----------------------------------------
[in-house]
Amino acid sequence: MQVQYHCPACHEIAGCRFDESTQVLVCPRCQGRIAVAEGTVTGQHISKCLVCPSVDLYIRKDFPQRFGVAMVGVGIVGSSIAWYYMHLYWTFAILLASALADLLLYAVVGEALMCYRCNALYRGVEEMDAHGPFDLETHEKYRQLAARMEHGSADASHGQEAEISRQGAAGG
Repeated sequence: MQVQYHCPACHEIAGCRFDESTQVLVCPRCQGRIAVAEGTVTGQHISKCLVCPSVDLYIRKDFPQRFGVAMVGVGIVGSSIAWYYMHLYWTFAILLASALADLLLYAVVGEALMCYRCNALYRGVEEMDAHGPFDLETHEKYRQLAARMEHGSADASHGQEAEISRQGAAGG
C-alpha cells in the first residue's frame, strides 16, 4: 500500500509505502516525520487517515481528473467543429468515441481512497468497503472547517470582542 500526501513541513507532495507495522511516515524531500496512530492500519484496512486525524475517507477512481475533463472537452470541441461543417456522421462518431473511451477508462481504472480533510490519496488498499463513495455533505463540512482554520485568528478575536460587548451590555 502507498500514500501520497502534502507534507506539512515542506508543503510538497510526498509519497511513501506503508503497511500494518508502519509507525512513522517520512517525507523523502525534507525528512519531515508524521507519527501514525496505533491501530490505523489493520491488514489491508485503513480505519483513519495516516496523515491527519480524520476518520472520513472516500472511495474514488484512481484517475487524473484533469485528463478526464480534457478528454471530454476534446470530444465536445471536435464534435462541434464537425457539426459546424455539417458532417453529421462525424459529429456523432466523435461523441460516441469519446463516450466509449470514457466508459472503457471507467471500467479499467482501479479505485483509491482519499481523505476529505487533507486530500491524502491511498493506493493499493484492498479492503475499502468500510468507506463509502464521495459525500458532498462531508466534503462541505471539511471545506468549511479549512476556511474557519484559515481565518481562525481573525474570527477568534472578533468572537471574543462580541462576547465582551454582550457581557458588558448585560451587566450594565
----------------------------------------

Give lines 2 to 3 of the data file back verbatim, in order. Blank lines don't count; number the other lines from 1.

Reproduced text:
Amino acid sequence: MQVQYHCPACHEIAGCRFDESTQVLVCPRCQGRIAVAEGTVTGQHISKCLVCPSVDLYIRKDFPQRFGVAMVGVGIVGSSIAWYYMHLYWTFAILLASALADLLLYAVVGEALMCYRCNALYRGVEEMDAHGPFDLETHEKYRQLAARMEHGSADASHGQEAEISRQGAAGG
Repeated sequence: MQVQYHCPACHEIAGCRFDESTQVLVCPRCQGRIAVAEGTVTGQHISKCLVCPSVDLYIRKDFPQRFGVAMVGVGIVGSSIAWYYMHLYWTFAILLASALADLLLYAVVGEALMCYRCNALYRGVEEMDAHGPFDLETHEKYRQLAARMEHGSADASHGQEAEISRQGAAGG